While that sounds like an enormous cull, P&G is not saying goodbye to half of its business. Only 80 of P&G’s 180 brands account for 90 per cent of revenues and 95 per cent of its profits. By concentrating time and resources on them, the company clearly believes it can grow more rapidly.
While everyone analyses how the cuts will affect P&G, there is another story here too – how being cut loose from a major organisation can drive smaller brands into growth territory or help them find new partners that can develop them better.
In 1999, Unilever announced a five-year plan to cut its portfolio of 1,600 brands to focus on 400 of its top brands. The strategy, ‘Path to Growth’, has become a textbook example of major portfolio pruning.
Unilever chose to focus on three core groups: ‘international’ brands that had worldwide appeal; ‘international brand positionings’ that had consistent positioning but different market variants; and ‘local jewels’ that are important in certain markets.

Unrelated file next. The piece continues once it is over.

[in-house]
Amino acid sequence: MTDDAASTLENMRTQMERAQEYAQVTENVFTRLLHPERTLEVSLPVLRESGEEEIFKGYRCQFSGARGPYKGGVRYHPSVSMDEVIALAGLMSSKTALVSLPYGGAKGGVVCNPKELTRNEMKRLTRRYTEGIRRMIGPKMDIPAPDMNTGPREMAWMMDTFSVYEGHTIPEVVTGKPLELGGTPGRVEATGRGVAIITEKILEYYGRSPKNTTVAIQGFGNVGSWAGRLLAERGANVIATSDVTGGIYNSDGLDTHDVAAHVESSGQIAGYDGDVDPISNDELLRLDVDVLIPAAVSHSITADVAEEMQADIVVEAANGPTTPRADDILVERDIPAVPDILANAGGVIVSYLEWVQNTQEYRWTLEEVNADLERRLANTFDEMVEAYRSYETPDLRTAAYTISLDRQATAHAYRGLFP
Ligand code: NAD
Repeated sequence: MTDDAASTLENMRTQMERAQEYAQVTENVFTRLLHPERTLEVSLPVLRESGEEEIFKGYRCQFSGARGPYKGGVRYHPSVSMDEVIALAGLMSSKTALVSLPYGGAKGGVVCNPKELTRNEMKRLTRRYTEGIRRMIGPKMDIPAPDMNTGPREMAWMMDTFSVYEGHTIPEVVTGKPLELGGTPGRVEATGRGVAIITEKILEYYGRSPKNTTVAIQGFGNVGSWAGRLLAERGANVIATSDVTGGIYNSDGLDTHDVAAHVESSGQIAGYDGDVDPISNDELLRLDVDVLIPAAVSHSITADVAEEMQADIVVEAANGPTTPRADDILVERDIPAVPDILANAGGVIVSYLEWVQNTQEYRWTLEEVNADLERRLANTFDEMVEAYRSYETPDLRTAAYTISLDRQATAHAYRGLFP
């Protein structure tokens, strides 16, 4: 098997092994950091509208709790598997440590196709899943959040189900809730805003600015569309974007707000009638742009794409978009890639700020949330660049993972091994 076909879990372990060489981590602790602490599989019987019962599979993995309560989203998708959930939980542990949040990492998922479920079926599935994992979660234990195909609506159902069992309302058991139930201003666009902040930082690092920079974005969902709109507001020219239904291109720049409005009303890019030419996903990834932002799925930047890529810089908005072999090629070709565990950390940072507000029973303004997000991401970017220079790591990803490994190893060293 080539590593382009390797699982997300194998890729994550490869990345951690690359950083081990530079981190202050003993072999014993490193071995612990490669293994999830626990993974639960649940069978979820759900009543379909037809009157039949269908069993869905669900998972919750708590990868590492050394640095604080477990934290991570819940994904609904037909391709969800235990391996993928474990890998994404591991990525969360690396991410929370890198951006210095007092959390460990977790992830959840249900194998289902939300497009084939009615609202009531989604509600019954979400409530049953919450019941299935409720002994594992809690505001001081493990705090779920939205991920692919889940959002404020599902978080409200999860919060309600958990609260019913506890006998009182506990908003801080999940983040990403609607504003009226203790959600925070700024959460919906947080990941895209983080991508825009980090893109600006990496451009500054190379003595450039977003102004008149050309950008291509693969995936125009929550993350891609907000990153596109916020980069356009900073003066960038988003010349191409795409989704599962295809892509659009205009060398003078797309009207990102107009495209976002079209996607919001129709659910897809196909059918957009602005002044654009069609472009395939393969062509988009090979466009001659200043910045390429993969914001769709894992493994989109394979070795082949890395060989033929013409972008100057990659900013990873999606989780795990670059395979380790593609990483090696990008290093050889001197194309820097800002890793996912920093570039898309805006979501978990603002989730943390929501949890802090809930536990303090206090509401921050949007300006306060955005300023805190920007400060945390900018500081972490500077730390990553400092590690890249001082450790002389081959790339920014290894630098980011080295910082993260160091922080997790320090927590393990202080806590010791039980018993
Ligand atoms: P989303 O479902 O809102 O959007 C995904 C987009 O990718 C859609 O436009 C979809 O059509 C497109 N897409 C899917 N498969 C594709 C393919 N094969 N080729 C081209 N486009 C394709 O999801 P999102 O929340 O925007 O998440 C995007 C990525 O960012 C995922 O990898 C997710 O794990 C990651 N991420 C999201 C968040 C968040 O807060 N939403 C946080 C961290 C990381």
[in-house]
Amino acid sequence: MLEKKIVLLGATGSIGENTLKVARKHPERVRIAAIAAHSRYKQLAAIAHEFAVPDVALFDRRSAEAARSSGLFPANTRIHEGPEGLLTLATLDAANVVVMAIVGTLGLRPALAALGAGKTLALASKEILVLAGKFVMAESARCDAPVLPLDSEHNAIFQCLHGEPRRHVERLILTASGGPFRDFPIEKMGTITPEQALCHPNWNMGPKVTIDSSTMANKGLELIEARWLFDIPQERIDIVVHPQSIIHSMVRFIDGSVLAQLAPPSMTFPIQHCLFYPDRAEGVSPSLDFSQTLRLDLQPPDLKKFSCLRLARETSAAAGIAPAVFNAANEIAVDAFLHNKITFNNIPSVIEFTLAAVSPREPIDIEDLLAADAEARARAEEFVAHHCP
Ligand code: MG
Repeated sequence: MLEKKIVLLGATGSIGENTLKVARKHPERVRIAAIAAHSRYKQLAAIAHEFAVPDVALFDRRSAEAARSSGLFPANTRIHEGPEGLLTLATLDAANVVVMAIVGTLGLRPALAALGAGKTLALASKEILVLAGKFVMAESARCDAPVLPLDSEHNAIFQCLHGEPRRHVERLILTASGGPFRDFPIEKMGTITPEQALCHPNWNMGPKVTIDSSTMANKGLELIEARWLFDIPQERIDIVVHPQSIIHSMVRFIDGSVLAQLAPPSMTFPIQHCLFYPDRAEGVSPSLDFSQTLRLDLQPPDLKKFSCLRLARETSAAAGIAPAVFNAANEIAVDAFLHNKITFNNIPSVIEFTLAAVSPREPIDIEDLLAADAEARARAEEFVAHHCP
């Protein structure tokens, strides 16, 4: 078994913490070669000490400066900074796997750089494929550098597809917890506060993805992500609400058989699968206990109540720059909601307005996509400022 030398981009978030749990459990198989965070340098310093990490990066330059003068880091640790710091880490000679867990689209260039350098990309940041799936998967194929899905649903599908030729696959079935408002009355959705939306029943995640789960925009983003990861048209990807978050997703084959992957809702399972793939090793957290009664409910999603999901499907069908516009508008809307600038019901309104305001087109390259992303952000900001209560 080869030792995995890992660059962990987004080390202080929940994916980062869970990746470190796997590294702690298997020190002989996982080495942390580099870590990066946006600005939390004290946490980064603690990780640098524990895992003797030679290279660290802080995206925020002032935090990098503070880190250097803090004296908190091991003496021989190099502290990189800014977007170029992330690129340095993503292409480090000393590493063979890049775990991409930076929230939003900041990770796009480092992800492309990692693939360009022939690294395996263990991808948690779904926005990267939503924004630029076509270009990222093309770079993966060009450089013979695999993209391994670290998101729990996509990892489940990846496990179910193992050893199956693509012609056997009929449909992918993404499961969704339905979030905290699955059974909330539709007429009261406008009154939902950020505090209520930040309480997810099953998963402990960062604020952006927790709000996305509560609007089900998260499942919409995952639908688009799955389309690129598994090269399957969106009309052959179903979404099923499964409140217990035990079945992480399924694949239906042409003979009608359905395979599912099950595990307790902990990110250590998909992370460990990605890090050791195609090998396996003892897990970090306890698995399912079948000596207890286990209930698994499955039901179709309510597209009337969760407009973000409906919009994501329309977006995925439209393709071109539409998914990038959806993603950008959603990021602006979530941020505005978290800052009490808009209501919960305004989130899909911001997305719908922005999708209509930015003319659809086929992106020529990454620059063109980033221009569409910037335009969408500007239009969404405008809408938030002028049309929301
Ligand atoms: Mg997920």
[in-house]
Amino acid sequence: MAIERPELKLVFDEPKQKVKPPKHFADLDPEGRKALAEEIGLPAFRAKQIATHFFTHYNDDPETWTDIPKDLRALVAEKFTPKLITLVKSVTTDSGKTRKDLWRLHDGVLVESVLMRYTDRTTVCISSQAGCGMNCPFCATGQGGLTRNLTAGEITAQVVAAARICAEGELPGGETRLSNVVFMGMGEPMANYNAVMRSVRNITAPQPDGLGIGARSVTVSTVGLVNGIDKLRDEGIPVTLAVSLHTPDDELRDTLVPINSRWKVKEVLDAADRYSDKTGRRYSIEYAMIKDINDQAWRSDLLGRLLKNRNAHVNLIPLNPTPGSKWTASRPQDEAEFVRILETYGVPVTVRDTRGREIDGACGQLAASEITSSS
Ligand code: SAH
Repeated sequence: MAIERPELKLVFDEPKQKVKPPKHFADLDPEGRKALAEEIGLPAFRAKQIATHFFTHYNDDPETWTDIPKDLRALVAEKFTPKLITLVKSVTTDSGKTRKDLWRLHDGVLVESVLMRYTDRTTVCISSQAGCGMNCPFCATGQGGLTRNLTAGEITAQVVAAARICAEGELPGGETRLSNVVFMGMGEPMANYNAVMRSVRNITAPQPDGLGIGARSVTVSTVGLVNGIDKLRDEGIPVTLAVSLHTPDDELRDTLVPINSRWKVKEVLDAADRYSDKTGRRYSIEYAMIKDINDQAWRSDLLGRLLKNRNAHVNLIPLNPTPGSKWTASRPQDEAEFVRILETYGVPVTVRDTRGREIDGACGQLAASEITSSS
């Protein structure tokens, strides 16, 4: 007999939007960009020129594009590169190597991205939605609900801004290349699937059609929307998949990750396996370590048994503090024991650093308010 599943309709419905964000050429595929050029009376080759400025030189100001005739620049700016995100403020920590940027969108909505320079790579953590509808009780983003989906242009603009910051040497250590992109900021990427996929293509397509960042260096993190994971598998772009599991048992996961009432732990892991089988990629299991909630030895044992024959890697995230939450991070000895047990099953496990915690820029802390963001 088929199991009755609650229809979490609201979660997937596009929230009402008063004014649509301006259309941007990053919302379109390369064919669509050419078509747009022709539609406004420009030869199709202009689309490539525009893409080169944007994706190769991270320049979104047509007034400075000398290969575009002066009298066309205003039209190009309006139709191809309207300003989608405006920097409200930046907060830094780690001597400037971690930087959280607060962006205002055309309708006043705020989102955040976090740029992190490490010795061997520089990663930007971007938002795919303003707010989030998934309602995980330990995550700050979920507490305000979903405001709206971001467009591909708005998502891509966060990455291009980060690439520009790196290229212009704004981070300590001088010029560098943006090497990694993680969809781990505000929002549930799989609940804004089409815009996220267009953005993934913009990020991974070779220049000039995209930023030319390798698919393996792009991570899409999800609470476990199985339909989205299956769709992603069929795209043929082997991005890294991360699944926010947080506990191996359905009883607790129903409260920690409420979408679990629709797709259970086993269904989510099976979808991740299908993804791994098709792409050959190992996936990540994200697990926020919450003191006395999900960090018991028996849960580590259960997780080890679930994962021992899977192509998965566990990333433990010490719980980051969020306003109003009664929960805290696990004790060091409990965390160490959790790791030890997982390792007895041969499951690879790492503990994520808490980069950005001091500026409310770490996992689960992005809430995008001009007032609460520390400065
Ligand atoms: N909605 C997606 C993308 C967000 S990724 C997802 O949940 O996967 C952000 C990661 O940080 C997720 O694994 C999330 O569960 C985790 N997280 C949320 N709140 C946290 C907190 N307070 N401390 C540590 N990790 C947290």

As part of its initiative, Unilever divested cosmetics company Arden for $225m to FFI. As a result, the business, which became Elizabeth Arden, and its products accelerated growth and became a megabrand. Its revenues in 2013 were $1.34bn with profits of $40.7m. Although there are weaknesses in its North American business, in the years since its divestment there have been strong innovations such as its high-end skincare brand Prevage.
P&G has its own version of this story too. When it divested a brand called White Cloud 20 years ago, it ended up in the hands of Walmart and became a billion dollar private label success story as Walmart itself grew rapidly.
Sometimes being part of a major corporate provides brands with scale and opportunities they could never achieve on their own. At other times, it means those brands will never be core enough to develop as rapidly and creatively as they could outside the organisation. Or another firm could spot the potential better.
So what will P&G divest? Rumours include brands from skincare label Zirh to Duracell. The good news is that divestment isn’t the end of these brands’ stories but the beginning.